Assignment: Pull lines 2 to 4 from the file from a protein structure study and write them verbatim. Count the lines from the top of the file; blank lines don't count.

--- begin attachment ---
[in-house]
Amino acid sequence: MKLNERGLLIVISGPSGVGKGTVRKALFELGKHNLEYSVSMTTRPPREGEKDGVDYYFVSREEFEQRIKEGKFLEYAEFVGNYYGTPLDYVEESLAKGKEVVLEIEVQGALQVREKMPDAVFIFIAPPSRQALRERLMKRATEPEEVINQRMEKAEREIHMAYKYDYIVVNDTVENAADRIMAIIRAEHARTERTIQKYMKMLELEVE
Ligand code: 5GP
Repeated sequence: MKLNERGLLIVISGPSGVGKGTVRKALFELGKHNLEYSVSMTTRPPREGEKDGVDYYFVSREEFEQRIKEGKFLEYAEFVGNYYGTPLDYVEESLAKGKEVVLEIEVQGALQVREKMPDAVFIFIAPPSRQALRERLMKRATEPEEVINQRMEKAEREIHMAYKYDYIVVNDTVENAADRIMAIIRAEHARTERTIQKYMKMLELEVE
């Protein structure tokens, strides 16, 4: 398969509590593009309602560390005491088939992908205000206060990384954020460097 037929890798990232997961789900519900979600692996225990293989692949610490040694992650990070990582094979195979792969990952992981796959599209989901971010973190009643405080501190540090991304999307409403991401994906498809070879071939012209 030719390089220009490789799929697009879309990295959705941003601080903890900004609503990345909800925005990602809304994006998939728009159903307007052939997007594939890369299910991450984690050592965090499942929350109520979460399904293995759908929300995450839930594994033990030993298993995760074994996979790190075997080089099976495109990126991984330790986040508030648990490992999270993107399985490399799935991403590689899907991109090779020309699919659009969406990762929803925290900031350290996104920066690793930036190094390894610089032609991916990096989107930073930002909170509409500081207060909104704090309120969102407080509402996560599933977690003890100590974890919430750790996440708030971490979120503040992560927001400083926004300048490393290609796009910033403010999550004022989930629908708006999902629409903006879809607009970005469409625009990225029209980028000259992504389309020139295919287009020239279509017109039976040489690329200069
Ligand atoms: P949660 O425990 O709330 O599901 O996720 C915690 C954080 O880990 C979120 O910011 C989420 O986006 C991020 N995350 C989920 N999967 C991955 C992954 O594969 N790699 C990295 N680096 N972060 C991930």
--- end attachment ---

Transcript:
Amino acid sequence: MKLNERGLLIVISGPSGVGKGTVRKALFELGKHNLEYSVSMTTRPPREGEKDGVDYYFVSREEFEQRIKEGKFLEYAEFVGNYYGTPLDYVEESLAKGKEVVLEIEVQGALQVREKMPDAVFIFIAPPSRQALRERLMKRATEPEEVINQRMEKAEREIHMAYKYDYIVVNDTVENAADRIMAIIRAEHARTERTIQKYMKMLELEVE
Ligand code: 5GP
Repeated sequence: MKLNERGLLIVISGPSGVGKGTVRKALFELGKHNLEYSVSMTTRPPREGEKDGVDYYFVSREEFEQRIKEGKFLEYAEFVGNYYGTPLDYVEESLAKGKEVVLEIEVQGALQVREKMPDAVFIFIAPPSRQALRERLMKRATEPEEVINQRMEKAEREIHMAYKYDYIVVNDTVENAADRIMAIIRAEHARTERTIQKYMKMLELEVE